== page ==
J. Synchrotron Rad. (2005). 12, 299-303
doi: 10.1107/S0909049505003274
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Calculations are presented for the reduction in absorbed dose when the path length of a photoelectron is greater than the size of the protein crystal. The reduced dose indicates that, in the absence of energy deposition owing to Compton scattering, higher-energy X-rays (20 keV or greater) could provide an advantage in reducing radiation damage for protein crystals of a few µm in size. A possible experimental set-up is described.

J. Synchrotron Rad. (2005). 12, 304-309
doi: 10.1107/S0909049505003328
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The influence of the incident photon energy on the radiation damage to crystals of a cadmium complex of porcine pancreatic elastase has been investigated.

J. Synchrotron Rad. (2005). 12, 310-317
doi: 10.1107/S0909049505003316
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Amorphous solvent in flash-cooled trypsin crystals transforms into an ultra-viscous liquid and drains from the solvent channels ataround 190 K, as seen by an abrupt decrease in unit-cell volume.

J. Synchrotron Rad. (2005). 12, 318-328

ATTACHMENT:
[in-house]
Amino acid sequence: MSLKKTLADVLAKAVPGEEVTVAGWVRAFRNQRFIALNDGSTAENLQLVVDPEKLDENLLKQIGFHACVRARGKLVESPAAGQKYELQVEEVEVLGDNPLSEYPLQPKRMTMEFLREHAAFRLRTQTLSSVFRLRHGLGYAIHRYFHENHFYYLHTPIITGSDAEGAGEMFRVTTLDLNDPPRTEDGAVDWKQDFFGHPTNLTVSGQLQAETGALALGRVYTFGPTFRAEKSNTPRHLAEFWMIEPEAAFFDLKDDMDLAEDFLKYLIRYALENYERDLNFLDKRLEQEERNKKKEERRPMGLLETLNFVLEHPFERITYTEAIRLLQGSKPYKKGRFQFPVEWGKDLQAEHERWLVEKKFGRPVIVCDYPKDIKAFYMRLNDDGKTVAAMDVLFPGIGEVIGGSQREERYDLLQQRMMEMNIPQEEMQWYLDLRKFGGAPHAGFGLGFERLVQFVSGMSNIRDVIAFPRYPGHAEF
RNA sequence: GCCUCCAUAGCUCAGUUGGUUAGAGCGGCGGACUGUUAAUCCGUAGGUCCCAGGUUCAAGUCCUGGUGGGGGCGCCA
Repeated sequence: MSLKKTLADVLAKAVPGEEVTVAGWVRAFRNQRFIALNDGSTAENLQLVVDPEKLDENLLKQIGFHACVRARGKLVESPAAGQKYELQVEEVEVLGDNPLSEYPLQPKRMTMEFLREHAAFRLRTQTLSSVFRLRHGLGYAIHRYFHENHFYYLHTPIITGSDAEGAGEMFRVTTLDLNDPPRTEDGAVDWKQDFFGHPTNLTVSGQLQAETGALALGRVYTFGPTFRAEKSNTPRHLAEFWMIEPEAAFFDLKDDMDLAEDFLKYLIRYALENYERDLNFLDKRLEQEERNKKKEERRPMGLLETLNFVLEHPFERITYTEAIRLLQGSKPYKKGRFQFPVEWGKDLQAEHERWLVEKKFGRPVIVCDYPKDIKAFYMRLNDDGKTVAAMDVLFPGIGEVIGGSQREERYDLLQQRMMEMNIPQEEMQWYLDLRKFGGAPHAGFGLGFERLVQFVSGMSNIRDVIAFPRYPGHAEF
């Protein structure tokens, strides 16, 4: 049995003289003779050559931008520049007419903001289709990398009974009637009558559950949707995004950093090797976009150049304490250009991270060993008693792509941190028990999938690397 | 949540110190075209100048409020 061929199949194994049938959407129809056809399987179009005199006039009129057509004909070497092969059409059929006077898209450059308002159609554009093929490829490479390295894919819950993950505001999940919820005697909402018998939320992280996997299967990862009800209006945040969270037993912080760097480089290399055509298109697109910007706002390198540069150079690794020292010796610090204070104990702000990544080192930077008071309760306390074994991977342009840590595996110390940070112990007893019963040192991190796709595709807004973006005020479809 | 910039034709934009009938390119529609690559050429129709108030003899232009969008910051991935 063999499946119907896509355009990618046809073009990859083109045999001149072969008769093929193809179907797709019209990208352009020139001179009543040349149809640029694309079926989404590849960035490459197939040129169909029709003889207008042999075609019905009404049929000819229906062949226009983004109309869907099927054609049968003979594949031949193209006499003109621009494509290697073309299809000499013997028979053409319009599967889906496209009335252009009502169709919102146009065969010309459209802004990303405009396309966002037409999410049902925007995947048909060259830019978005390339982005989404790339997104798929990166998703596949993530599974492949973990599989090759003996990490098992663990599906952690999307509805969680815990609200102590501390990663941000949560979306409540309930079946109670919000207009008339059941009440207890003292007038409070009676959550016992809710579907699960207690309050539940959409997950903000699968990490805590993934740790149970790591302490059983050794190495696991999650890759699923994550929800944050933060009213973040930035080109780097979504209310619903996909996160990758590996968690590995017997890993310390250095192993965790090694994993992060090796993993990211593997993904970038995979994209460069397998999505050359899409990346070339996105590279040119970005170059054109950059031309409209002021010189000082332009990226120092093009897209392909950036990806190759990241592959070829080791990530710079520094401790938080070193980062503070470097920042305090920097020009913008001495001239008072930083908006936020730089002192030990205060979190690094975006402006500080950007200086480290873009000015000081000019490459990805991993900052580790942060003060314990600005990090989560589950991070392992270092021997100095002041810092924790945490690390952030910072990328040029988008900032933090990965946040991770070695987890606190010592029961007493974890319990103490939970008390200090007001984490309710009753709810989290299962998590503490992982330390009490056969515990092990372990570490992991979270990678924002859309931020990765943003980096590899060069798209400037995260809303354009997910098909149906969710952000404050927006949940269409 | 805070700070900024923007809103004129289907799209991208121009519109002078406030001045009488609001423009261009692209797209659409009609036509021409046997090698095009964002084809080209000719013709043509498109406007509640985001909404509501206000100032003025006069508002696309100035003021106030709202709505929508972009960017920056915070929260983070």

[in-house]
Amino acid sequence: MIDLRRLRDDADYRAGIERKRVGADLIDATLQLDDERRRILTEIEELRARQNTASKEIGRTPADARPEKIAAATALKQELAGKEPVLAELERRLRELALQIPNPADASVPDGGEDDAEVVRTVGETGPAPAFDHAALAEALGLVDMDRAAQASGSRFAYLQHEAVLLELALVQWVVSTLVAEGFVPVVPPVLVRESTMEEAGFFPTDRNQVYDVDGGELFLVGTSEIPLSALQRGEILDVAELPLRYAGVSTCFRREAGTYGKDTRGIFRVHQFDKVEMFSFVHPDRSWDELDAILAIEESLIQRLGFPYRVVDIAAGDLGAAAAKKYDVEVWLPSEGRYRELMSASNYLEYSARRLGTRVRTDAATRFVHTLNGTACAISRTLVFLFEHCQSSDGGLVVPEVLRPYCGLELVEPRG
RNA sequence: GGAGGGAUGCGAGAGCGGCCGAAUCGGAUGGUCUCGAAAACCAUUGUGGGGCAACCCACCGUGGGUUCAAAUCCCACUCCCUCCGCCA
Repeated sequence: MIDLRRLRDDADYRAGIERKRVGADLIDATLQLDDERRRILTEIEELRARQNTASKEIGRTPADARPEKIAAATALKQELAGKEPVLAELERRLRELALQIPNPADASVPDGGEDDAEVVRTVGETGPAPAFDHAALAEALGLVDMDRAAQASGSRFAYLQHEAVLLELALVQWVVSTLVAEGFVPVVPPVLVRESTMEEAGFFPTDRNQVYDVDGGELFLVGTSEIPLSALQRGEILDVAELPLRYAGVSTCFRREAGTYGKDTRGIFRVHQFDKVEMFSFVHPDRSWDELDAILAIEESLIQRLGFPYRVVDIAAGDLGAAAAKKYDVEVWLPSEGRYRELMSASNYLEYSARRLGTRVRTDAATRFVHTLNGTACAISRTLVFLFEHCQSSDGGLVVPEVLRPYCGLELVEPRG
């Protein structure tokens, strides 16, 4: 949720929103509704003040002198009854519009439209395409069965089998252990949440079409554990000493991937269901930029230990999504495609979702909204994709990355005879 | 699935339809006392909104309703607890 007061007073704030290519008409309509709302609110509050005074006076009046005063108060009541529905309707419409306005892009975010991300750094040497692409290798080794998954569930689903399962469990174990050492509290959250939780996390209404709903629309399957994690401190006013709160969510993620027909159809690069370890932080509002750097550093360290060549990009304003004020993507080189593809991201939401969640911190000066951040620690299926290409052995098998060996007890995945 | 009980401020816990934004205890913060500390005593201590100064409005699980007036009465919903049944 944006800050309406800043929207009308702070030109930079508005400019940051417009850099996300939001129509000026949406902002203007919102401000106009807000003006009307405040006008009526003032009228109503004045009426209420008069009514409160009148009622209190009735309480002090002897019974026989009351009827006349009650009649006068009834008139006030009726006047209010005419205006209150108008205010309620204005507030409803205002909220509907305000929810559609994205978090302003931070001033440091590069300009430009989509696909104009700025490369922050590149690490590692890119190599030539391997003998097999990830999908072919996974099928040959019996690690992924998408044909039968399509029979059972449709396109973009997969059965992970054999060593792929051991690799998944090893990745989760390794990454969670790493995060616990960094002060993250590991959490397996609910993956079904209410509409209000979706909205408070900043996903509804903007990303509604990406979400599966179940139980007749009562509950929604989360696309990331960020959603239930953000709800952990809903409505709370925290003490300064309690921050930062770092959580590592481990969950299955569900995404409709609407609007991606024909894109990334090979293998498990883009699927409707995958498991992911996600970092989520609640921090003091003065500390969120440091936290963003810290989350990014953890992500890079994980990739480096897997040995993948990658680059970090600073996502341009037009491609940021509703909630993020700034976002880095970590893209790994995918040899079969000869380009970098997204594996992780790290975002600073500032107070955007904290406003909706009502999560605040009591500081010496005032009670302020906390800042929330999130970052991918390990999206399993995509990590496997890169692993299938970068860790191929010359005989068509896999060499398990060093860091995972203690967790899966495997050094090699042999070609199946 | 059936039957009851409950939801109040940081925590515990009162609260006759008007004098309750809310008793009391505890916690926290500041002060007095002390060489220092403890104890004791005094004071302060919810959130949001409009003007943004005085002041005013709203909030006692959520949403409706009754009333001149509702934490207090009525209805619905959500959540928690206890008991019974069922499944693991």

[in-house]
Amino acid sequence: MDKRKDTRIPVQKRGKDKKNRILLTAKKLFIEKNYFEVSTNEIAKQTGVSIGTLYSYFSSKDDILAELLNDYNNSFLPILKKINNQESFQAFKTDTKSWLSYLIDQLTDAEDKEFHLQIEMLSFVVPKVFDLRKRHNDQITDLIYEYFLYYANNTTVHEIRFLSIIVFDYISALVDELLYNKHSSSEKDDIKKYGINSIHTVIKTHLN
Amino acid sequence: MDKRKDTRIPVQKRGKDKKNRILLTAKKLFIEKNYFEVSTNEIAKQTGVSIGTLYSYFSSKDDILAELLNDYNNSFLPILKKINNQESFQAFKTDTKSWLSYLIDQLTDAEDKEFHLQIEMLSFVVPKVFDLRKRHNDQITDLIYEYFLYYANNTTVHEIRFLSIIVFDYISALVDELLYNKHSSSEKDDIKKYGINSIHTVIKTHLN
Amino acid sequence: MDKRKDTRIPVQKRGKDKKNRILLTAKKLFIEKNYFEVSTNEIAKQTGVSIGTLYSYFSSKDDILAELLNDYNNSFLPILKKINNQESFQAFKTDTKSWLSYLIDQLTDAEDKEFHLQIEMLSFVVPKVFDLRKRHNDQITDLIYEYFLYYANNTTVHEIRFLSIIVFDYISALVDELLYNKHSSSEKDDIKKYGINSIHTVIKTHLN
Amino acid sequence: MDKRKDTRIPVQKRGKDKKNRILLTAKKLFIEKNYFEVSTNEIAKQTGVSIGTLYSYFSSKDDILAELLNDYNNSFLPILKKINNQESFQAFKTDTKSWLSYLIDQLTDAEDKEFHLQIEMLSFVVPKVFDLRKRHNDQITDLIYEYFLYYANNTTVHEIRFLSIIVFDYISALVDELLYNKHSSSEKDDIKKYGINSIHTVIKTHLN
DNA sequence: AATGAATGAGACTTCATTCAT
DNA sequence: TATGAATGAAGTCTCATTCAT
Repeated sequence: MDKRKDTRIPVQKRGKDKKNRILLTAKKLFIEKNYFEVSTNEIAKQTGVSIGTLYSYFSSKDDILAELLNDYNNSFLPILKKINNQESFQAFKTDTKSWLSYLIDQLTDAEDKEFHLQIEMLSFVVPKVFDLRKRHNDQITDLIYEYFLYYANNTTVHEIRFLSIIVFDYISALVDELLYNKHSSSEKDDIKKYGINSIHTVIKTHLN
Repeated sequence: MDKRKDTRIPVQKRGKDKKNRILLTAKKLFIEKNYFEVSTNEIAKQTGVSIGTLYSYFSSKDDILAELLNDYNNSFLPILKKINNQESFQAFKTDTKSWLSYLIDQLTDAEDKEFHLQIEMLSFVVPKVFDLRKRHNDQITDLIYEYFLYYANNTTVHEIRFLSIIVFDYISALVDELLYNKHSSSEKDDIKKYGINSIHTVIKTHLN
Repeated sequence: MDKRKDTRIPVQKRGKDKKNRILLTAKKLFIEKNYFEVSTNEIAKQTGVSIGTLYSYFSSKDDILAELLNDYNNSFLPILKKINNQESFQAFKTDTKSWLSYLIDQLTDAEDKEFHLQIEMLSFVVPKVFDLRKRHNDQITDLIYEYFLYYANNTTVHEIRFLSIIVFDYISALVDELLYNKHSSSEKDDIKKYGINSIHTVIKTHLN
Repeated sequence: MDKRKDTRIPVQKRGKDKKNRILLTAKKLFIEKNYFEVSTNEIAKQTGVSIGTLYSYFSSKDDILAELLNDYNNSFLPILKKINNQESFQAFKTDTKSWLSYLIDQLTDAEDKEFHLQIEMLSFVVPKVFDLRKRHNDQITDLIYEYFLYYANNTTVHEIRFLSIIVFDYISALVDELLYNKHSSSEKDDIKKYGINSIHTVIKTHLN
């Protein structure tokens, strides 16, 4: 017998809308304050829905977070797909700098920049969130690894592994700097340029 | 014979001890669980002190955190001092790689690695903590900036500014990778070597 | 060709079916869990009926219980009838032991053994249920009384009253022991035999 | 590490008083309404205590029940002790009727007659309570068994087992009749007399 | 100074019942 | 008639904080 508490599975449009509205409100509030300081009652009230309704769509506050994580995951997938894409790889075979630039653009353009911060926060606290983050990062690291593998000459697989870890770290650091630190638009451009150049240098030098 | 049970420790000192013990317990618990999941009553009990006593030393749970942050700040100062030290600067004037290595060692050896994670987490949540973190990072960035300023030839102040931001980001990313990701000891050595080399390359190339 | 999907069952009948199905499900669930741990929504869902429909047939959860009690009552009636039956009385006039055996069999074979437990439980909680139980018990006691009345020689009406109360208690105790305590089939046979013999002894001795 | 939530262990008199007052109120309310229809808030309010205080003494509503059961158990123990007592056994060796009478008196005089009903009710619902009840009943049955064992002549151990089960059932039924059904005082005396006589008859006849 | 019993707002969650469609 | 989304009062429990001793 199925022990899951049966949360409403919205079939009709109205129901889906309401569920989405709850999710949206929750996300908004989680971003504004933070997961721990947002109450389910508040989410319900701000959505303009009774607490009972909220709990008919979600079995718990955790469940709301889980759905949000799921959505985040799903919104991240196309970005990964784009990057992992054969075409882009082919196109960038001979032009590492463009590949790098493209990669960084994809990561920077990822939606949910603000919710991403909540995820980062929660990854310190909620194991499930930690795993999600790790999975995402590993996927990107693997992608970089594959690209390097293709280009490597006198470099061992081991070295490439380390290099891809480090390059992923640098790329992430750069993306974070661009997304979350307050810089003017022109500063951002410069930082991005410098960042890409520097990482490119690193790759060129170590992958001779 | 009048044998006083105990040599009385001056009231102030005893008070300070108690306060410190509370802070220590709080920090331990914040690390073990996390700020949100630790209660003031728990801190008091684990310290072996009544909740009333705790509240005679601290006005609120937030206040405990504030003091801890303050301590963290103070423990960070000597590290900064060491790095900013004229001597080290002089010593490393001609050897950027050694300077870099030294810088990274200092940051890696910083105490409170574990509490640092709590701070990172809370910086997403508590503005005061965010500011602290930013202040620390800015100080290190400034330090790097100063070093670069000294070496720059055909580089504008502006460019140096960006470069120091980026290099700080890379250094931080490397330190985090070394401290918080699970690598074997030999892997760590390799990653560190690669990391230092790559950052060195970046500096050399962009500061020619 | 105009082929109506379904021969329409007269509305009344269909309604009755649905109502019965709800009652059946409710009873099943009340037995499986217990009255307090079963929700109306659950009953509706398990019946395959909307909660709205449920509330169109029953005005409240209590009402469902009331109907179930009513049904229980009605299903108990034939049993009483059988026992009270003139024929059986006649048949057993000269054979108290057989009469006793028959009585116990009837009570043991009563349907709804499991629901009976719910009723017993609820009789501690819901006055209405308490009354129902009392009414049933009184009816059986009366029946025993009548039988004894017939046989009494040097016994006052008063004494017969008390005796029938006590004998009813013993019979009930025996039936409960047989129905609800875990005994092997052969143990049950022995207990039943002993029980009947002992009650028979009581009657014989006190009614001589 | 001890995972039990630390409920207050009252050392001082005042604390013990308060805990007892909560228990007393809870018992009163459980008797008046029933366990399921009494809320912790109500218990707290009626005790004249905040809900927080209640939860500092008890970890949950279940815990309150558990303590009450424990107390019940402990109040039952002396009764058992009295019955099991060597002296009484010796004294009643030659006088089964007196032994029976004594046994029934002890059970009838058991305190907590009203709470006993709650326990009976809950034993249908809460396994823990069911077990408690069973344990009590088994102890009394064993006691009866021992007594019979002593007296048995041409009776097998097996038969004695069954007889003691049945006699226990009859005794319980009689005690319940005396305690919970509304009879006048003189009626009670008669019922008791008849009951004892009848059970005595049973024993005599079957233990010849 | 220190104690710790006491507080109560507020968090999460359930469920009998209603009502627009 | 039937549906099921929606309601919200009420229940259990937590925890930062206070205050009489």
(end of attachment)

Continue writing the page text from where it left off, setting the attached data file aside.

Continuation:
doi: 10.1107/S0909049505003250
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The problem of biocrystal heating by synchrotron X-ray beams is carefully analyzed using computational fluid dynamic modeling techniques which allow for the spatial variation in the local convection heat-transfer coefficient.

research papers

J. Synchrotron Rad. (2005). 12, 329-339
doi: 10.1107/S0909049505000361
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The Troika II beamline at ESRF provides versatile instrumentation for surface X-ray scattering methods from liquid and solid surfaces, interfaces, and thin films.

J. Synchrotron Rad. (2005). 12, 340-344
doi: 10.1107/S0909049504034181
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A generalized design of a prism-array lens for hard X-rays allows shorter focal lengths than previous geometries, while maintaining the feature size of the individual prisms. Experimental results for a lens made by deep reactive ion etching of silicon are presented. A focal line width of 1.4 µm was achieved at 13.4 keV.

J. Synchrotron Rad. (2005). 12, 345-348